The Djinn of vaccine hesitancy: Is it still out?

Ode Uduu, Shobha Shukla, Bobby Ramakant *

It was a busy day for Usman Mu’azu Yusuf as he negotiated with customers at his shop in the Nasarawa GRA area of Kano, Kano State, in Nigeria. The proximity between him and his customers was well less than the one-metre stipulated for the COVID-19 safety protocols.

All the COVID-19 protocols were the least of his concerns, as his primary aim was to make a sale. “I have not taken the COVID-19 vaccine… it has been a long time since I heard of any advertisement on the radio or television informing me where I can be vaccinated,” he said.

Poor sensitisation of the COVID-19 vaccine brewed resistance against the vaccine. Most of the Kano, Nigeria residents, had heard little of the vaccine and where they could take it.

At Na-Ibawa, Kano, Samuel Akintola, a computer operator, responded that he was yet to be vaccinated. For he had heard of the availability of the vaccine over the radio, but that was a long time ago. According to him, the advertisement was aired for just a week when the vaccine was initially released.

Vaccine coverage and its pace are far from ideal

As per current evidence, it is clear that all the people globally who are eligible for the vaccination should get it. That is the only way to end the severity of the pandemic. In 2021, the World Health Organization (WHO) set targets for countries to vaccinate 10% of their people by September 2021, 40% by December 2021, and 70% by June 2022.

But Nigeria is yet to meet the 70% vaccination target and was also late in meeting the 10% target. India, however, met the 10% target, but failed to meet the 70% target set by WHO. In Kano State, 8.05 million persons have been fully vaccinated, receiving both the first and second doses as of February 16, 2023. Another 3.02 million people have received the first dose, with 1.59 million receiving the booster dose. Analysis shows that only 48.89% of those eligible for vaccination in Kano State have been vaccinated.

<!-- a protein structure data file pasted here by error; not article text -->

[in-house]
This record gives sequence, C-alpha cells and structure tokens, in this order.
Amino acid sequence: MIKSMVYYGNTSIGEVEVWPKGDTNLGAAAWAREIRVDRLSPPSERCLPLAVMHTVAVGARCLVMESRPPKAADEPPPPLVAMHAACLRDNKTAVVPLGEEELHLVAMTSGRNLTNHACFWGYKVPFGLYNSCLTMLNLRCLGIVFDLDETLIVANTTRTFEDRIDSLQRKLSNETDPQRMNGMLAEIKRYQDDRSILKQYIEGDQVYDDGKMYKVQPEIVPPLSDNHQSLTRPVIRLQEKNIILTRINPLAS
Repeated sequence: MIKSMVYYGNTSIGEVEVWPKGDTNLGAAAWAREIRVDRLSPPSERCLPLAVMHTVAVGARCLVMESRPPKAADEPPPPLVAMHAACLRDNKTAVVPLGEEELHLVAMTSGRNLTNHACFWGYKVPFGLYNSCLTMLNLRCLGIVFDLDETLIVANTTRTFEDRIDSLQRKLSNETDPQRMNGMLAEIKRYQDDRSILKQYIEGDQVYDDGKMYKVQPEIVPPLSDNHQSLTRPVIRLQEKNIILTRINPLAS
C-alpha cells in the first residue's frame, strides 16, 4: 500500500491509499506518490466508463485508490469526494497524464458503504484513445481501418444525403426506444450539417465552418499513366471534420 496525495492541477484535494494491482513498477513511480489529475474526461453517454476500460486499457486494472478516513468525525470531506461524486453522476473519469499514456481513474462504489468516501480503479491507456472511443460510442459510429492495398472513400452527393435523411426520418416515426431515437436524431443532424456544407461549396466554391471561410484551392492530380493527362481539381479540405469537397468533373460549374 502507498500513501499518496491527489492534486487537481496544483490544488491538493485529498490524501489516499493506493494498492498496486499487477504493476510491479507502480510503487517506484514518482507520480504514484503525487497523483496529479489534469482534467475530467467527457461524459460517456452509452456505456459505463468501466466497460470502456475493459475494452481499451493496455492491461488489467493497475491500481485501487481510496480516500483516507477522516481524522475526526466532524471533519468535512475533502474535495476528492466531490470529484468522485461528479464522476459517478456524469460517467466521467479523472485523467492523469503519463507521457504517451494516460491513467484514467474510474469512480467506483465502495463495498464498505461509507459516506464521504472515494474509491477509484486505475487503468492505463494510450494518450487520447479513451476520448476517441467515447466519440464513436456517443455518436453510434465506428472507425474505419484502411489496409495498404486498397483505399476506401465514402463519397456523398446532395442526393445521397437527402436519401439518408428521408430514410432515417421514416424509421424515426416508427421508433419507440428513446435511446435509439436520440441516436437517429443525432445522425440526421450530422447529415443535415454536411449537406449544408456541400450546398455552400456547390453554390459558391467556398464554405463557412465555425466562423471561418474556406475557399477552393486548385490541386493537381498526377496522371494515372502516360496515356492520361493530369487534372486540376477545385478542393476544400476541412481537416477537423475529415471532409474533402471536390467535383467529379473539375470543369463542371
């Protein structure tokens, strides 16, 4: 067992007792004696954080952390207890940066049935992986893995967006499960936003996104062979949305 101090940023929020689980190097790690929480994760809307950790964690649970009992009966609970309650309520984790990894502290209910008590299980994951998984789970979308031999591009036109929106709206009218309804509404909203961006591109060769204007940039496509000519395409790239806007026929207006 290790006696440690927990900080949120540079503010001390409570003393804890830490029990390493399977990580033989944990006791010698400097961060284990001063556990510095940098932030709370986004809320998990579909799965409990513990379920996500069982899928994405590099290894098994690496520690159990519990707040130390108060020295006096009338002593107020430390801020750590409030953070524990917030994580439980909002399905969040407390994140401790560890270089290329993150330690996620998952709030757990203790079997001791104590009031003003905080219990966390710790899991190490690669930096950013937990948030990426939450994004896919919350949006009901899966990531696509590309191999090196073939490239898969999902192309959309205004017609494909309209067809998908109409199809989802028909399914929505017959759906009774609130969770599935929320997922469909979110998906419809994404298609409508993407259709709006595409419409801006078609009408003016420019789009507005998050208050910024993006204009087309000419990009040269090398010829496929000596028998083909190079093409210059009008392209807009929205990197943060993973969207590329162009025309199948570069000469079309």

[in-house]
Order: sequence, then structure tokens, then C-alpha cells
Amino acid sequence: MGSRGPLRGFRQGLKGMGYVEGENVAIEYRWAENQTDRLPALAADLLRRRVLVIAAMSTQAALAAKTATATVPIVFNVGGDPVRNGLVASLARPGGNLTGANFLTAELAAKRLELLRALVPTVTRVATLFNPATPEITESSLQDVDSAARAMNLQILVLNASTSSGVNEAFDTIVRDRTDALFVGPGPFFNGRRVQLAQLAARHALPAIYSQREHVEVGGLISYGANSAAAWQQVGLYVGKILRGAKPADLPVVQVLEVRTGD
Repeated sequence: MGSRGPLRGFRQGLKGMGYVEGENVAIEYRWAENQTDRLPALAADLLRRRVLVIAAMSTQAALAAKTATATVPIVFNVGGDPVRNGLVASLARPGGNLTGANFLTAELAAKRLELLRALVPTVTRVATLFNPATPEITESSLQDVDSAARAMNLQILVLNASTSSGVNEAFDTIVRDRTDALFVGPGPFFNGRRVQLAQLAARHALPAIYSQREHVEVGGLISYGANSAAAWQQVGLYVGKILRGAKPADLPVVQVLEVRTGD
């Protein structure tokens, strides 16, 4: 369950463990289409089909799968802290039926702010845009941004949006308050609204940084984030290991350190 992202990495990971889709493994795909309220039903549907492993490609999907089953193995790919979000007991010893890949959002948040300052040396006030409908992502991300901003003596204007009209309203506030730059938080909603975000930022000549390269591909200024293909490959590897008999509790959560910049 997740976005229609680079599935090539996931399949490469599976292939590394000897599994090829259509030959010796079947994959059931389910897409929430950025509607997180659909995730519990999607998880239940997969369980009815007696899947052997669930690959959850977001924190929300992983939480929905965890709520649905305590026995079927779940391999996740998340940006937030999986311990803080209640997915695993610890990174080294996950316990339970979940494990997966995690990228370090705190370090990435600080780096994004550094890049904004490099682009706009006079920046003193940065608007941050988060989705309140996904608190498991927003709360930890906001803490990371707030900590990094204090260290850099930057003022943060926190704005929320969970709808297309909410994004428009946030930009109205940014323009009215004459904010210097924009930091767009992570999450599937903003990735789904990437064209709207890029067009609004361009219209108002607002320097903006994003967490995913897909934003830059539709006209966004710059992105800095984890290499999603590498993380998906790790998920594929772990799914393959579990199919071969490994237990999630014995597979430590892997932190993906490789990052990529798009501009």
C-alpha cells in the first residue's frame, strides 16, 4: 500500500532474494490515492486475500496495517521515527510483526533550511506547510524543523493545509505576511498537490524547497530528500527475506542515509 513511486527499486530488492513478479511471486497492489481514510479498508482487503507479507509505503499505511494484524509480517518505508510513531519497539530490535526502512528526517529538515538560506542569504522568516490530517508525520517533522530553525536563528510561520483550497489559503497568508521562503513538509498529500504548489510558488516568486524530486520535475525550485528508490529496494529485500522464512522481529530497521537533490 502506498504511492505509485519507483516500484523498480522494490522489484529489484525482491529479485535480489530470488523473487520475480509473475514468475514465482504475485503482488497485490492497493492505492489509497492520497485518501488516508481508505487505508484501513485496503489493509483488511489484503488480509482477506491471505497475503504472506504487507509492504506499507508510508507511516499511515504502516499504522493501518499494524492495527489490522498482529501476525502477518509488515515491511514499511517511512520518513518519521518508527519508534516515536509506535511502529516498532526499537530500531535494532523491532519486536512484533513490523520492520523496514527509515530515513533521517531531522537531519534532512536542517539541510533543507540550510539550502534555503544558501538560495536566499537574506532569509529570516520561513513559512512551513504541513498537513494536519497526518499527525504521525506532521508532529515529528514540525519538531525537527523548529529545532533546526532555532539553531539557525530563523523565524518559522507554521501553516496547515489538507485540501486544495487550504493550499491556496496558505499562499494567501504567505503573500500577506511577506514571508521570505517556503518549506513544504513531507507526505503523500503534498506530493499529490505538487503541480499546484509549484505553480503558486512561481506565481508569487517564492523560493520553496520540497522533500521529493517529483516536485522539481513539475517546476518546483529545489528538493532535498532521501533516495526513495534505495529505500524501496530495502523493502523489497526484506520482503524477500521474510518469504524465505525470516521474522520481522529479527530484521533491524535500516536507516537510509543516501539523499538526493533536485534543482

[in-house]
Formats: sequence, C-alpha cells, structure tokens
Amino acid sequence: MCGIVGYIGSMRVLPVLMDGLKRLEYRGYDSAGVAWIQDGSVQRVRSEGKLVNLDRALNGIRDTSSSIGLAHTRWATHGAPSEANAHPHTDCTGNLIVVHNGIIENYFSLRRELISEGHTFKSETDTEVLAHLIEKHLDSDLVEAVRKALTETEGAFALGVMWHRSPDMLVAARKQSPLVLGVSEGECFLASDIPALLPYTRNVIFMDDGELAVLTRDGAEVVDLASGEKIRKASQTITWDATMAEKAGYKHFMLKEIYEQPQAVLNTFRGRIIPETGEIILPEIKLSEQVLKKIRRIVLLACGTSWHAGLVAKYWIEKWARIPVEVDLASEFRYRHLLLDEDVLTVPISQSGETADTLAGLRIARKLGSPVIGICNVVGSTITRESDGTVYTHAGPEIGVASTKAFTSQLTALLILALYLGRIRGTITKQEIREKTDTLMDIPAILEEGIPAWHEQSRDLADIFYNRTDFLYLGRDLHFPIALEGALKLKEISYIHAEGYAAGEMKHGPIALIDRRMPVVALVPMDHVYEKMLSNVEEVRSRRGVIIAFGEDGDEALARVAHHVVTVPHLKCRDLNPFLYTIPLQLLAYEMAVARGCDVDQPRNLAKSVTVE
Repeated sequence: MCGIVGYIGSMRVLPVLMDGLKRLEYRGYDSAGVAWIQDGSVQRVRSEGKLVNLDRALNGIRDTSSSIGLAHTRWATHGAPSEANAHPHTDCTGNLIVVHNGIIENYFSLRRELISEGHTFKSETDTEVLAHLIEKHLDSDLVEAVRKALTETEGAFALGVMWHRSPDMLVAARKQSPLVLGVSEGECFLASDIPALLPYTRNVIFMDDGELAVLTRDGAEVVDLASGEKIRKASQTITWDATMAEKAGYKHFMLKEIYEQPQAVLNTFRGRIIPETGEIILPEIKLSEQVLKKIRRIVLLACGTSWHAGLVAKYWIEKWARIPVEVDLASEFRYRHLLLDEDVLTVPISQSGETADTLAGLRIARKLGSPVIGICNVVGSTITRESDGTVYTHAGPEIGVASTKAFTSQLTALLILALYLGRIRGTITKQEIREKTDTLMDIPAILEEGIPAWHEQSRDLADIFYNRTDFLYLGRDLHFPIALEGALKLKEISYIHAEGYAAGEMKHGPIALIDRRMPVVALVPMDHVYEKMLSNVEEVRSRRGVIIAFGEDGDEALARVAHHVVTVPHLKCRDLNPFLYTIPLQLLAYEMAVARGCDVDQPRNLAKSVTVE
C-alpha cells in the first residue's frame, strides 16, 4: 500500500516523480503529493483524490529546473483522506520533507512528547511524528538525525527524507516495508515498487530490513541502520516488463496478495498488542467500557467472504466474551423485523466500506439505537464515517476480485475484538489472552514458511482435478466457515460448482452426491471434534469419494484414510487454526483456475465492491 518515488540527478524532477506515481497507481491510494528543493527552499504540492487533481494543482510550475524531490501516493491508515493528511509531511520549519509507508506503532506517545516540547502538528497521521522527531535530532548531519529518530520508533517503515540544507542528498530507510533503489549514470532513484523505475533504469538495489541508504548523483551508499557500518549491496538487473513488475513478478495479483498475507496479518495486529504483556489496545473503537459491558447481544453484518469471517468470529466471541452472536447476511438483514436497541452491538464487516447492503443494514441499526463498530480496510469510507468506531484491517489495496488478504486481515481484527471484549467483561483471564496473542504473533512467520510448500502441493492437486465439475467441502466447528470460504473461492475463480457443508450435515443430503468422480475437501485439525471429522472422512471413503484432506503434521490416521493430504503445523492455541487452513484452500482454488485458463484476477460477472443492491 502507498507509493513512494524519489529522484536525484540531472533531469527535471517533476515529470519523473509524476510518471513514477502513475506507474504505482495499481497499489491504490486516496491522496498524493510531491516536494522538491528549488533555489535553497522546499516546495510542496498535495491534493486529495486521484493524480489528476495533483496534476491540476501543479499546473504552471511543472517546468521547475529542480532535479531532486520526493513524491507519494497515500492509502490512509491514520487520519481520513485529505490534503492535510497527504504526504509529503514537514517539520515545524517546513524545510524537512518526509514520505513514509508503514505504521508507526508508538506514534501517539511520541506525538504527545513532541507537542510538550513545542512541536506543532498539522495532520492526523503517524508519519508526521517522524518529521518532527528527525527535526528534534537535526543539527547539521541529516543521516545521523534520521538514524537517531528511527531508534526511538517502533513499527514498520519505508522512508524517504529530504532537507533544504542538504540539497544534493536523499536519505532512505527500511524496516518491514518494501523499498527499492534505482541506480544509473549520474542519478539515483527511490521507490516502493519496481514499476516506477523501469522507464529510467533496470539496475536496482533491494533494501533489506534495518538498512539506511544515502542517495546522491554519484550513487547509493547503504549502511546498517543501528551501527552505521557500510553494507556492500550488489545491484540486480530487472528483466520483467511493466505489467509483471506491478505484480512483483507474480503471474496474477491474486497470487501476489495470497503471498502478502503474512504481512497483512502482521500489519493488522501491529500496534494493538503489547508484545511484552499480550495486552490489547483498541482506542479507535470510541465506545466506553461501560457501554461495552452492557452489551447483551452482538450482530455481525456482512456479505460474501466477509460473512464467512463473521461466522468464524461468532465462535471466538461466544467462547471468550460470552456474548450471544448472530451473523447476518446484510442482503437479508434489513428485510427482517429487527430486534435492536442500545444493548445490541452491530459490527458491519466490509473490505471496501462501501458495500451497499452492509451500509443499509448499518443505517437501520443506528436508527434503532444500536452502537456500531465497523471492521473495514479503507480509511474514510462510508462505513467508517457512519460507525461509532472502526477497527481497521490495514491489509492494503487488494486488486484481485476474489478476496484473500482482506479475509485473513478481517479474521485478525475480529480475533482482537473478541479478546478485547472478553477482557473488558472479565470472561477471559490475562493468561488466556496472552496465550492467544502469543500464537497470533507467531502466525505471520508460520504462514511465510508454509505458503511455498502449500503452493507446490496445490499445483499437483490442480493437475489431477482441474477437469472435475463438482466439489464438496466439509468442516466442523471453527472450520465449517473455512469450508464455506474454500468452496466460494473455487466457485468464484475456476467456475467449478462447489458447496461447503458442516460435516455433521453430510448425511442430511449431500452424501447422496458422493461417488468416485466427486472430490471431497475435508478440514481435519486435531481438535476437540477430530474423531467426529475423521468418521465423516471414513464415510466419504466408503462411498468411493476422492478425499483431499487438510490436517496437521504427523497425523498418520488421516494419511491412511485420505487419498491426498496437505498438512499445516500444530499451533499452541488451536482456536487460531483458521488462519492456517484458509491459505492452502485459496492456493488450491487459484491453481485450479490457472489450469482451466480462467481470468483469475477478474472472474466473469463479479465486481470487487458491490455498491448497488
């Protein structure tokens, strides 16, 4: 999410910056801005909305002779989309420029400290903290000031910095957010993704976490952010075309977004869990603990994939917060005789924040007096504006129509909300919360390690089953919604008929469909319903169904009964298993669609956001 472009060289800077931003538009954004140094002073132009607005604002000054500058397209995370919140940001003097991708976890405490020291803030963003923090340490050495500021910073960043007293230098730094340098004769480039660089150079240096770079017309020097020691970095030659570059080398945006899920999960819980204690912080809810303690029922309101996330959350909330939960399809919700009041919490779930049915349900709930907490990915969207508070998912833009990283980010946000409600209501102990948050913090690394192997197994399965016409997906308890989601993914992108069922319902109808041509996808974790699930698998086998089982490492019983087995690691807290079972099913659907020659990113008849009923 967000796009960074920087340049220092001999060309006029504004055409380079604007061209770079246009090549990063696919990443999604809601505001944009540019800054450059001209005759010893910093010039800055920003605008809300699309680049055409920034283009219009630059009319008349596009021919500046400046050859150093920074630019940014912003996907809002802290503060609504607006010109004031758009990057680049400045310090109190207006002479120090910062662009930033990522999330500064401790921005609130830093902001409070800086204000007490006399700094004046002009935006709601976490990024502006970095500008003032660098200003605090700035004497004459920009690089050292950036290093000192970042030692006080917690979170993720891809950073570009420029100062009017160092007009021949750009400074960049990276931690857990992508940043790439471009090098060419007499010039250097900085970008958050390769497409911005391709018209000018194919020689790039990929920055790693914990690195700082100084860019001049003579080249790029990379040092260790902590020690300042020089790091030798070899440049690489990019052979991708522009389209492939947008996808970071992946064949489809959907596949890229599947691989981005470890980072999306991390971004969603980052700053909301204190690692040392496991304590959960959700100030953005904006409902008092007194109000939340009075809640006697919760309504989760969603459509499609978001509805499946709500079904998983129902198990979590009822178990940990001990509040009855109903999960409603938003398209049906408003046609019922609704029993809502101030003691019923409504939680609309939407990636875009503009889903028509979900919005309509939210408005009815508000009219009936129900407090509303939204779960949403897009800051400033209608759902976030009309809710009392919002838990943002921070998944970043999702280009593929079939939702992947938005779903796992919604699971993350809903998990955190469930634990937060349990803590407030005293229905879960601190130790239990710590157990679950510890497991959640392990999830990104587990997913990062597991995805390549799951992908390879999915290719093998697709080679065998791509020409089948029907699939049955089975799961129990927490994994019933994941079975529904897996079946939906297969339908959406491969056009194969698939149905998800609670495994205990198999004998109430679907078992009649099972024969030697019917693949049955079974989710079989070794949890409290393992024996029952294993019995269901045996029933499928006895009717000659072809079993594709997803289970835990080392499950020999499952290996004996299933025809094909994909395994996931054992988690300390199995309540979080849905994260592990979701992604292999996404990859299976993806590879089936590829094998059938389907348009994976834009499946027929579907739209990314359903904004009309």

In Uttar Pradesh, the most populated state of India, as of February 17, 2023, 168.97 million were fully vaccinated. However, only 9.39 million have received the booster dose yet.

Myriad reasons fuelled vaccine hesitancy

A random sampling of 20 taxi drivers, tricycle riders, business owners, and residents in Na-Ibawa, Nasarawa GRA, Post Office road, and Sabon Gari showed that none were vaccinated. Most of them had not heard of any advertisement on the availability of the vaccine and thus did not know where to get vaccinated.

However, the situation in Uttar Pradesh was some shades different, with high decibel COVID-19 vaccine awareness and promotion by the government right from the time the rollout began on January 16, 2021– but it remained confined to urban areas only. The vaccine rollout in the state has been riddled with various pre-existing inequities and structural and systemic issues that long ailed the state’s development.

Mahesh Kumar, a social activist who runs a home for children of brickkiln workers in outskirts of Kanpur, identified some reasons that fueled hesitancy. Mahesh said the uneducated ones were more likely to lean on the myths circulating regarding the vaccines to decide. For instance, the rumours of random unverified death because of the vaccines spur their decision against being vaccinated.